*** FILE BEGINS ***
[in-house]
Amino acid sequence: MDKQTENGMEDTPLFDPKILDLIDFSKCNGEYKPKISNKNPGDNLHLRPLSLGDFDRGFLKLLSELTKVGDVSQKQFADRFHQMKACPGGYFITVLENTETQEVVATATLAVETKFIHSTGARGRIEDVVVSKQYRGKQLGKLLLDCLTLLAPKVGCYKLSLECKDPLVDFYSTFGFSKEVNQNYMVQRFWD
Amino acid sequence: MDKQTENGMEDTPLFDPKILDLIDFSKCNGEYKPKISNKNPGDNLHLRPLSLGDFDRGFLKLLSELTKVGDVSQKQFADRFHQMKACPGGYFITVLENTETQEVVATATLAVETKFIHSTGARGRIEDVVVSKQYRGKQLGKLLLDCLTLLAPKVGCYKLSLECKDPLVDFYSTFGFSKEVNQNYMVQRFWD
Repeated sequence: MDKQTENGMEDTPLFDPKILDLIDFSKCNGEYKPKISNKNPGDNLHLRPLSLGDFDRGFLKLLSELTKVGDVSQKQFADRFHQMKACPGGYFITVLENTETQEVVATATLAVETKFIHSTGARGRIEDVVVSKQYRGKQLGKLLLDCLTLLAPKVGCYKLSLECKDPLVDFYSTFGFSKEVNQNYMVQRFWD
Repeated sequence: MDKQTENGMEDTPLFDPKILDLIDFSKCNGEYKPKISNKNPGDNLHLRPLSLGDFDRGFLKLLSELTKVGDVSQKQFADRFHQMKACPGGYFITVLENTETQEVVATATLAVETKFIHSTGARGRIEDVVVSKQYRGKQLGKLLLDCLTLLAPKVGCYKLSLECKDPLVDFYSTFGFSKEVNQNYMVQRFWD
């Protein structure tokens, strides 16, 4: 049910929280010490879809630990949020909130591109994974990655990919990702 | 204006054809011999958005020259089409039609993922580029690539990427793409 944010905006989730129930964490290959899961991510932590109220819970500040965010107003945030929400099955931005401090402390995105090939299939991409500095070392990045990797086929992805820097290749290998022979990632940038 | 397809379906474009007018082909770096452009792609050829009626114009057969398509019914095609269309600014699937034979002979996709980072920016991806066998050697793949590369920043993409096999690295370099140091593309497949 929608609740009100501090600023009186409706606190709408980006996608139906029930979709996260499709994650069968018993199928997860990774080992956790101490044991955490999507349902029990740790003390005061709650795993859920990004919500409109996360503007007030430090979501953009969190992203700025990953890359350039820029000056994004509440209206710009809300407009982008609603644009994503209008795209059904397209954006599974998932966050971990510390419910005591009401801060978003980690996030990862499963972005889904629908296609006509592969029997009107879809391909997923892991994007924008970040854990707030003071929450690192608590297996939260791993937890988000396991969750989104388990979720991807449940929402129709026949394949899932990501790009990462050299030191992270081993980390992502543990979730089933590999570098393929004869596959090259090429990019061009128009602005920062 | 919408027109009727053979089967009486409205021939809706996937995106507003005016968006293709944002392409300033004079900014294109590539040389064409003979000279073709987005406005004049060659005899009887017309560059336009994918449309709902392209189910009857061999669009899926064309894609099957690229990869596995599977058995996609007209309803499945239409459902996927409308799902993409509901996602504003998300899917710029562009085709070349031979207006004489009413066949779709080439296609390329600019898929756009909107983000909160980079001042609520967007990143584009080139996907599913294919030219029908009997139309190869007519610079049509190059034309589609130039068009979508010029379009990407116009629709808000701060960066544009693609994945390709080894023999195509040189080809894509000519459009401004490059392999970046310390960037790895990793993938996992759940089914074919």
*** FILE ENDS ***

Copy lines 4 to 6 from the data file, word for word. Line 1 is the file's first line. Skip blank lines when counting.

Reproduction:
Repeated sequence: MDKQTENGMEDTPLFDPKILDLIDFSKCNGEYKPKISNKNPGDNLHLRPLSLGDFDRGFLKLLSELTKVGDVSQKQFADRFHQMKACPGGYFITVLENTETQEVVATATLAVETKFIHSTGARGRIEDVVVSKQYRGKQLGKLLLDCLTLLAPKVGCYKLSLECKDPLVDFYSTFGFSKEVNQNYMVQRFWD
Repeated sequence: MDKQTENGMEDTPLFDPKILDLIDFSKCNGEYKPKISNKNPGDNLHLRPLSLGDFDRGFLKLLSELTKVGDVSQKQFADRFHQMKACPGGYFITVLENTETQEVVATATLAVETKFIHSTGARGRIEDVVVSKQYRGKQLGKLLLDCLTLLAPKVGCYKLSLECKDPLVDFYSTFGFSKEVNQNYMVQRFWD
């Protein structure tokens, strides 16, 4: 049910929280010490879809630990949020909130591109994974990655990919990702 | 204006054809011999958005020259089409039609993922580029690539990427793409 944010905006989730129930964490290959899961991510932590109220819970500040965010107003945030929400099955931005401090402390995105090939299939991409500095070392990045990797086929992805820097290749290998022979990632940038 | 397809379906474009007018082909770096452009792609050829009626114009057969398509019914095609269309600014699937034979002979996709980072920016991806066998050697793949590369920043993409096999690295370099140091593309497949 929608609740009100501090600023009186409706606190709408980006996608139906029930979709996260499709994650069968018993199928997860990774080992956790101490044991955490999507349902029990740790003390005061709650795993859920990004919500409109996360503007007030430090979501953009969190992203700025990953890359350039820029000056994004509440209206710009809300407009982008609603644009994503209008795209059904397209954006599974998932966050971990510390419910005591009401801060978003980690996030990862499963972005889904629908296609006509592969029997009107879809391909997923892991994007924008970040854990707030003071929450690192608590297996939260791993937890988000396991969750989104388990979720991807449940929402129709026949394949899932990501790009990462050299030191992270081993980390992502543990979730089933590999570098393929004869596959090259090429990019061009128009602005920062 | 919408027109009727053979089967009486409205021939809706996937995106507003005016968006293709944002392409300033004079900014294109590539040389064409003979000279073709987005406005004049060659005899009887017309560059336009994918449309709902392209189910009857061999669009899926064309894609099957690229990869596995599977058995996609007209309803499945239409459902996927409308799902993409509901996602504003998300899917710029562009085709070349031979207006004489009413066949779709080439296609390329600019898929756009909107983000909160980079001042609520967007990143584009080139996907599913294919030219029908009997139309190869007519610079049509190059034309589609130039068009979508010029379009990407116009629709808000701060960066544009693609994945390709080894023999195509040189080809894509000519459009401004490059392999970046310390960037790895990793993938996992759940089914074919």